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Saturday, January 22, 2011

Nebulaes and Black Holes

In Master of Orion, if your ships move through a nebula field, their speed are reduced to 1 parsec per turn. This adds some minor tactics to the game, but don't really impact it. At most, it gives you or them opportunity to gather their ships for defensive purposes, but other than that, it does nothing really to affect the game play. I think if you fight in nebula field, it also renders your shields ineffective (not sure if that's in MoO 1 or 2, but I think it's 2)

I've thought on the topic of nebulaes for a while now, trying to figure out how to add "splashes" of nebulaes to the galaxy. While looking at noise functions, it occured to me, why not have the entire galaxy covered in one big nebula field, with varying densities in each grid cell? Then if your ships can move "20 units", and one cell have 10 density, and another two have 5 density, it means you can move 3 grid cells. If one cell have 20 density, you move one cell, and so forth. If the density exceeds your movement points, it'd take more than one turn to move one cell.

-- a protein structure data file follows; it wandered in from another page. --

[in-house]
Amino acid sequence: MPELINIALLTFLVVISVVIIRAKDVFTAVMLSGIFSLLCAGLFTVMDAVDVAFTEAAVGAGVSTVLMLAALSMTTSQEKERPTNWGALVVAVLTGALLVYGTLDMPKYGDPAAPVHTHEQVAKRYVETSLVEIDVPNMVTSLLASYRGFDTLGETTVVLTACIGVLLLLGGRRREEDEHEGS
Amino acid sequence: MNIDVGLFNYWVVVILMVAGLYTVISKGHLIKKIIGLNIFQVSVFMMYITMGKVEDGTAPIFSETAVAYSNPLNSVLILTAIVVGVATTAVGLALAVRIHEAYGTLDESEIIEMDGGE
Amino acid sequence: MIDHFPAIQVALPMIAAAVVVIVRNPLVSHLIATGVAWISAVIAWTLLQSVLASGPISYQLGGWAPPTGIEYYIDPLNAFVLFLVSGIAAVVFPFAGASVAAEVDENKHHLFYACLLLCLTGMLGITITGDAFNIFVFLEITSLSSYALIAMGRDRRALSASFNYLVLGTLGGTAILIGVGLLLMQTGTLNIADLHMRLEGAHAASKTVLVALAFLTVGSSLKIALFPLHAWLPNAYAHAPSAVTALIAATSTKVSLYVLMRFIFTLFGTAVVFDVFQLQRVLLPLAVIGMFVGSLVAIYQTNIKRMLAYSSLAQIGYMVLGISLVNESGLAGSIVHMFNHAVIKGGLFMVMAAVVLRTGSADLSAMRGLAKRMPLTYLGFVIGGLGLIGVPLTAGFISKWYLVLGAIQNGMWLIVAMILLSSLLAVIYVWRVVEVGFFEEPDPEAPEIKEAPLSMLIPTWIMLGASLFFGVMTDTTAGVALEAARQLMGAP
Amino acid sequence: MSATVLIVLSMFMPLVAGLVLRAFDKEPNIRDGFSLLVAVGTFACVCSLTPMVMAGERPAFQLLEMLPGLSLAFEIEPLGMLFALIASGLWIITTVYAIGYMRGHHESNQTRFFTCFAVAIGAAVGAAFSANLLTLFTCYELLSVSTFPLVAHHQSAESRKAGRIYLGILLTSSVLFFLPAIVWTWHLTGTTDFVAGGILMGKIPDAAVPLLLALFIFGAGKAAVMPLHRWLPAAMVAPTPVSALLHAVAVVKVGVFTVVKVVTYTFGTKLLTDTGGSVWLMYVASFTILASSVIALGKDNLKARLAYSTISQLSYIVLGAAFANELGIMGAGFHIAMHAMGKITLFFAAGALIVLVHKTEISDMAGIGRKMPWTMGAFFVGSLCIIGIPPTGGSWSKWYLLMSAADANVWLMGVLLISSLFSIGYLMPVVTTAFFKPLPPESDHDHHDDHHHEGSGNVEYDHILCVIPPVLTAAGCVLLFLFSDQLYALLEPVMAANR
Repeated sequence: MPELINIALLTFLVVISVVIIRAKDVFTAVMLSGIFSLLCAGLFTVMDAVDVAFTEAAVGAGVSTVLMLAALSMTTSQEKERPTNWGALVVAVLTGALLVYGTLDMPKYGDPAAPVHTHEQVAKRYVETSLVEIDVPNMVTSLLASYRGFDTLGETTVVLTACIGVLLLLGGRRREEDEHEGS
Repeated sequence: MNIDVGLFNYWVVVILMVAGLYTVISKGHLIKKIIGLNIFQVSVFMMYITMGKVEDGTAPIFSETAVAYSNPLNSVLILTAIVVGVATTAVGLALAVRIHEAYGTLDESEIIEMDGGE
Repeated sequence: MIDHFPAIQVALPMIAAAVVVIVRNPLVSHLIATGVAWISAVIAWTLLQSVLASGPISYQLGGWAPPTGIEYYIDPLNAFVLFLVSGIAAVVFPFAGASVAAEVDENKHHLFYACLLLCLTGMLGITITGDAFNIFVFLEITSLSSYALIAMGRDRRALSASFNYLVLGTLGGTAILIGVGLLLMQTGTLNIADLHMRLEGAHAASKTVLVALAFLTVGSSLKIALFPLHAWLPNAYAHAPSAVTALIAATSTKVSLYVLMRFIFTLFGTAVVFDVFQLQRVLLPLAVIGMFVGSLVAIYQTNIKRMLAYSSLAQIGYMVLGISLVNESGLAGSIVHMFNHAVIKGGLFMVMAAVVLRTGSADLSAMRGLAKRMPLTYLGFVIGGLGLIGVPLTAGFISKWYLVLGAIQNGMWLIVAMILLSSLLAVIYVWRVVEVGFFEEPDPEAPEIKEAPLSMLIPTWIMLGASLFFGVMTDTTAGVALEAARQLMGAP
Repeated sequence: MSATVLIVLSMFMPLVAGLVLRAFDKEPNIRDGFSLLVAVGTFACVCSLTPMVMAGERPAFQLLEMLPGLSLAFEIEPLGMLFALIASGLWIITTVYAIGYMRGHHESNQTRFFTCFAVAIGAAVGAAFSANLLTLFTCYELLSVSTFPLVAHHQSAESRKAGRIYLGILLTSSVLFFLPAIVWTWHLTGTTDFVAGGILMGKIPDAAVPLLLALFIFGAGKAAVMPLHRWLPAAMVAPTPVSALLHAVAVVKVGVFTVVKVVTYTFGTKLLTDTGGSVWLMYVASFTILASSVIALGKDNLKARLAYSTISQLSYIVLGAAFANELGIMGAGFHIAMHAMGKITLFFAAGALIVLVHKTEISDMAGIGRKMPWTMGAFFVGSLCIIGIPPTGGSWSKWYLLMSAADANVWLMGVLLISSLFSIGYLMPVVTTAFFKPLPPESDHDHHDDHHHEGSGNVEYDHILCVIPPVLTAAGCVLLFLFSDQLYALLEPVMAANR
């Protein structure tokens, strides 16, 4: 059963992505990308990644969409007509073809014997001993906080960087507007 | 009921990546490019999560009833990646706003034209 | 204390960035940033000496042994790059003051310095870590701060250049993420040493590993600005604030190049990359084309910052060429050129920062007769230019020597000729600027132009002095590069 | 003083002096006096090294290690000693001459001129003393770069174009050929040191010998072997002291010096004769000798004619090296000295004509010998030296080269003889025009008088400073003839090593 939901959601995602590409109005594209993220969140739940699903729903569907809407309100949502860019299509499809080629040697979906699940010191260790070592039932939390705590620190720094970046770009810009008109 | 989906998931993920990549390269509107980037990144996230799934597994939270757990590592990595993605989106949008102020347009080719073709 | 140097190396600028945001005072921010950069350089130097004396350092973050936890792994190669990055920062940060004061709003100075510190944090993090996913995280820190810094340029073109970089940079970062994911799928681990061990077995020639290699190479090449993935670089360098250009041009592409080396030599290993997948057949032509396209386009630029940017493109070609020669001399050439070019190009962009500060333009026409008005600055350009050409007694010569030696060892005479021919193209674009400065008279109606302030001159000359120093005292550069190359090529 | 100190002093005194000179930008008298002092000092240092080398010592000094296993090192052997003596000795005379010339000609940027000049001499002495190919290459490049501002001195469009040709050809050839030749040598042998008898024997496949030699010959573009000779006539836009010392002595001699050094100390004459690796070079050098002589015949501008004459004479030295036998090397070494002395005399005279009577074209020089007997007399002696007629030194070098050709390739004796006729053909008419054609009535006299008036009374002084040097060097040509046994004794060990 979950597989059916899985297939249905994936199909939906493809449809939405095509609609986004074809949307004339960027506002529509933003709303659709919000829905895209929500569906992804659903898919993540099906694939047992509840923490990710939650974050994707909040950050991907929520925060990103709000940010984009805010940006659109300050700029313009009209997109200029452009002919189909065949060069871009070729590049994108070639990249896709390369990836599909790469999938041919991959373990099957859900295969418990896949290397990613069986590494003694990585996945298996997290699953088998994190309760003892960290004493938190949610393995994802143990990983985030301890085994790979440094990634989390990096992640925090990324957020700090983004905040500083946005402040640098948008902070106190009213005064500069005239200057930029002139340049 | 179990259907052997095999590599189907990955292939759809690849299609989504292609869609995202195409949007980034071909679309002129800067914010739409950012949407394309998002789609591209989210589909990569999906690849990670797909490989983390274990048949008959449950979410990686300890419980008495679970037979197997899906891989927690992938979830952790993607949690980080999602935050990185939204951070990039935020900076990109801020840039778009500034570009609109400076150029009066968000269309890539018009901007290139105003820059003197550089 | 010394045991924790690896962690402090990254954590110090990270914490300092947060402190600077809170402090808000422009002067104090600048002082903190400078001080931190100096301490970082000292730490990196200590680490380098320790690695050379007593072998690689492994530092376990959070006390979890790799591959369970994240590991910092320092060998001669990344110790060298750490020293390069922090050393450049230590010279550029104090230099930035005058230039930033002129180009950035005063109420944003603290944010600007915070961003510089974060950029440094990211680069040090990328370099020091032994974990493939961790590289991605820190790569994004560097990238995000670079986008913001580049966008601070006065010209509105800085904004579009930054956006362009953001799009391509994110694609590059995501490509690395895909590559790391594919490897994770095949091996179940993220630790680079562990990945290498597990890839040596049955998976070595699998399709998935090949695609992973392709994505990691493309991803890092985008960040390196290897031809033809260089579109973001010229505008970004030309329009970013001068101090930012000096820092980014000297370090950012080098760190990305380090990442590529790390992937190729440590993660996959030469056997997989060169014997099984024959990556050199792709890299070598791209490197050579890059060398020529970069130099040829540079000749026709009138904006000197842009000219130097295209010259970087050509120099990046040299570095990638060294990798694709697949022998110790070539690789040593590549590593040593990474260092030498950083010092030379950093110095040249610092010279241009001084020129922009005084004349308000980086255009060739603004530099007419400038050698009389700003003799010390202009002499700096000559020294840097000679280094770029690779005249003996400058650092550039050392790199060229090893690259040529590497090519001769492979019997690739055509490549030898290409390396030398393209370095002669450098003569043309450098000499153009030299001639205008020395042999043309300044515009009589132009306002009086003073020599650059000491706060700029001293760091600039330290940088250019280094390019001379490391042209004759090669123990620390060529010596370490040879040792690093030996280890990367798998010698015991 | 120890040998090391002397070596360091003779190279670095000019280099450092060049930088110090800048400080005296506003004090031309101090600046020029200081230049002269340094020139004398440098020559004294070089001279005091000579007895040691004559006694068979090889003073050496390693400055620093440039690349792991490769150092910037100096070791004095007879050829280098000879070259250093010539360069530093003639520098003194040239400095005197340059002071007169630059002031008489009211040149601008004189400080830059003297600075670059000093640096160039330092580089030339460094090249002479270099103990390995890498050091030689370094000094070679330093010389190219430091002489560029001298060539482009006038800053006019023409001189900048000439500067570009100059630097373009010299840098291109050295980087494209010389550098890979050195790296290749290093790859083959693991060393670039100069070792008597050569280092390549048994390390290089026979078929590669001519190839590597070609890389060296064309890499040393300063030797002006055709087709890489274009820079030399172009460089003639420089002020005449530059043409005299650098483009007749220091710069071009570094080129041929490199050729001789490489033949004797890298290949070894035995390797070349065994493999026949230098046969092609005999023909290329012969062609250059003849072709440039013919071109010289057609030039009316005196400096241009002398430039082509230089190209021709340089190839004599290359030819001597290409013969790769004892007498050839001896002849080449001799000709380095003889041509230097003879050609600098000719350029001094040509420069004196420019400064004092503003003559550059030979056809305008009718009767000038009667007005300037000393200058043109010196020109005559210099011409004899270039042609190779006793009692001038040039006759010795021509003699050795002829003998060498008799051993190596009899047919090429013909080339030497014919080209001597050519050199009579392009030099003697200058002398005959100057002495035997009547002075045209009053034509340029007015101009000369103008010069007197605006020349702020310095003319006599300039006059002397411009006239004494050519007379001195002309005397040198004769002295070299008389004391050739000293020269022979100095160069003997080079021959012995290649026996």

The pathfinding algorithm will find the quickest path, but with this new feature, it won't always be a straight path.

This idea led me to another idea, having different stars be "seeds" for the nebula field algorithm, so the nebula will look logical and "fits" in the galaxy screen better than random noise function. With this idea, I thought of black holes, and their roles in MoO 2/3. In MoO 2, it does nothing except block direct paths. In MoO 3, it does nothing at all.

I thought, how about having black holes be the maximum seed for the nebula? They will have 100 density, and pull up the density in surrounding fields, causing massive travel adjustments. So after all the stars are generated, a certain percentage of them are converted to black holes (later I will add an UI element that allows the user to modify this percentage). My art for black holes are crappy, it will be replaced by a better art later on, so don't worry about that. Now, with all those ideas implemented, the galaxy starts to look like a nice galaxy instead of boring black background. (I also don't have art for nebula, that will change later on)

Here's a screenshot. Note, the noise function still need tweaking, as there's square artifacts (you can see squares easily, and I don't mean the squares in the grid cell art, but square fields of density)

Monday, January 17, 2011